SAGAMIHARA CITY, Japan – An annual joint disaster drill held here Sept. 1 saw U.S. Army first responders teaming with their counterparts from several neighboring cities and prefectures to tackle a series of emergency scenarios.
The 44th Joint Disaster Drill of Nine Cities and Prefectures included participation from U.S. Army Garrison Japan’s Directorate of Emergency Services and the U.S. Army Aviation Battalion Japan, and was held on a joint-use area near the Army’s Sagami General Depot.
The participants conducted 13 different drills, including a lifeline restoration drill, a rescue drill featuring local citizens as role-players, a firefighting and rescue drill featuring the USAG Japan DES team, and an aircraft rescue drill featuring USAABJ.
This year’s drill was held on the 100th anniversary of the so-called Great Kanto Earthquake, which struck Japan Sept. 1, 1923 and killed more than 100,000 people. The Japanese government later designated the day as “Disaster Prevention Day.”
Sagamihara City Vice Mayor Asana Ohkawa said the city hosted this year’s drill to raise awareness of the importance of disaster prevention and to strengthen the cooperation between approximately 140 agencies and organizations that are regularly involved in that effort.
“I think today’s drill was important,” Ohkawa said. “Training together will help ensure the prompt and smooth implementation of emergency disaster response measures in cooperation and collaboration with disaster prevention agencies in the event of a large-scale earthquake disaster.”
The DES and USAABJ teams faced a scenario in which they former had to rescue people from a collapsed building and transport them to established first-aid stations and the latter had to transport those who were severely wounded or sick from the training site to the U.S. Navy’s nearby Naval Air Facility Atsugi.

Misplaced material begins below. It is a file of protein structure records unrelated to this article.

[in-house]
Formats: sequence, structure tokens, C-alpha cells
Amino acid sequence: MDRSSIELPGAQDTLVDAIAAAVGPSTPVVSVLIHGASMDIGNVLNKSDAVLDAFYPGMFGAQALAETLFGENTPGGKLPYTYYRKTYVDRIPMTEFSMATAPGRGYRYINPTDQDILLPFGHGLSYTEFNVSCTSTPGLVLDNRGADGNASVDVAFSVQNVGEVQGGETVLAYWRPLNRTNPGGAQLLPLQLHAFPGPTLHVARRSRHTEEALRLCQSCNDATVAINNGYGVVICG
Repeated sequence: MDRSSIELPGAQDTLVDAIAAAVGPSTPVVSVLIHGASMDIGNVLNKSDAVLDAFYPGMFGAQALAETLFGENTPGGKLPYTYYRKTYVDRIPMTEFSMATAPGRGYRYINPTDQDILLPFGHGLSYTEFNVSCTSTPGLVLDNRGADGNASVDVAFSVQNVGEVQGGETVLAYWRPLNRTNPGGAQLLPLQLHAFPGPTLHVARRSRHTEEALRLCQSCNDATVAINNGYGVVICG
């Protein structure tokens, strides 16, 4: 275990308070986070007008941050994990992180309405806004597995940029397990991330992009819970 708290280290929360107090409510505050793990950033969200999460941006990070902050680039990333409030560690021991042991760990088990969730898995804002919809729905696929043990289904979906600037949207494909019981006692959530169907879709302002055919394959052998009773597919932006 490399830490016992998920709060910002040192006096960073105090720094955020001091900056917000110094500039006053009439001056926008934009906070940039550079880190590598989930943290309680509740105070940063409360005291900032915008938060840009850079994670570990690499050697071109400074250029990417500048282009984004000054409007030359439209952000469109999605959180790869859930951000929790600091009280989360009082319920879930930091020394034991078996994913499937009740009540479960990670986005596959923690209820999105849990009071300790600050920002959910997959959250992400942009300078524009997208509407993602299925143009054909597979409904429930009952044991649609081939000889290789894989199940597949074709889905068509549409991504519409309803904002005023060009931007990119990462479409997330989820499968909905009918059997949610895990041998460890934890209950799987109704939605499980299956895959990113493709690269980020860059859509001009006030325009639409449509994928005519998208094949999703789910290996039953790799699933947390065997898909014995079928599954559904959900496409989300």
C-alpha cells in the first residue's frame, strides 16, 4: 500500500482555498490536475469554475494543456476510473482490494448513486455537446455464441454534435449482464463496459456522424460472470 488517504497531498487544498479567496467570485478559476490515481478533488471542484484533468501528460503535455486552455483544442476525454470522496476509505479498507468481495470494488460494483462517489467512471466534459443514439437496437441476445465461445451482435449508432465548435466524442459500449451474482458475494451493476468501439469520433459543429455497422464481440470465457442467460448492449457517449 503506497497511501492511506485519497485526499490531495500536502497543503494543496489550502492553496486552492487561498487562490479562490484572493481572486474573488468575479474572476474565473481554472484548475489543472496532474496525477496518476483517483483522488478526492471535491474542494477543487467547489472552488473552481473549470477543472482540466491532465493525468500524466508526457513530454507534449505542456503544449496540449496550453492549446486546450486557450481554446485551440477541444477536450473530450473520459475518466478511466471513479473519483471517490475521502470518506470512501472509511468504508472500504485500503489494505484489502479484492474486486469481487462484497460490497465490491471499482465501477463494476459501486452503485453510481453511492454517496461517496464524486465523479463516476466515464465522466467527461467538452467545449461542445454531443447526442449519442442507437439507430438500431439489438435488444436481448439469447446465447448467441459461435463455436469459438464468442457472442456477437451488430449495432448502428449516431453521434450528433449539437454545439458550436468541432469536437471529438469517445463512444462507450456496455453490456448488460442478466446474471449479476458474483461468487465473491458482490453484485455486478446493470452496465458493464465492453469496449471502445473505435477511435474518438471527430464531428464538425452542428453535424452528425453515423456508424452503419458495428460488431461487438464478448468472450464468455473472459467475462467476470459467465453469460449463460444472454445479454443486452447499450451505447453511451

It can sometimes be challenging to coordinate joint training with other organizations and agencies because of things like planning and scheduling conflicts, one DES participant said, which is why events like the Sagamihara City drill are so valuable because they help to fill in training gaps and prepare all the first responders to be more ready in the event of a disaster.
Col. Marcus Hunter, commander of USAG Japan, observed the drill and spoke during the closing ceremony following remarks from Japanese Prime Minister Fumio Kishida. The colonel said he was very impressed seeing all the first responders being able to come together and work in a coordinated and synchronized fashion.
“The most important thing [about this drill] is to bring all the training that you do for tactical tasks ... together and work in a collaborative fashion to form the team and ... be able to communicate between all the different units and all the different teams so that, collectively, we are successful,” Hunter said.
The Sagamihara City vice mayor agreed on the importance of having all the different agencies working in concert with each other.
“Both the citizens of Sagamihara and the U.S. Army in Japan community live and work in this city; therefore, we will definitely need to work together in times of disaster,” Ohkawa said. “It is also important to build friendly relationships between both communities on a daily basis as well as preparing for a disaster together.”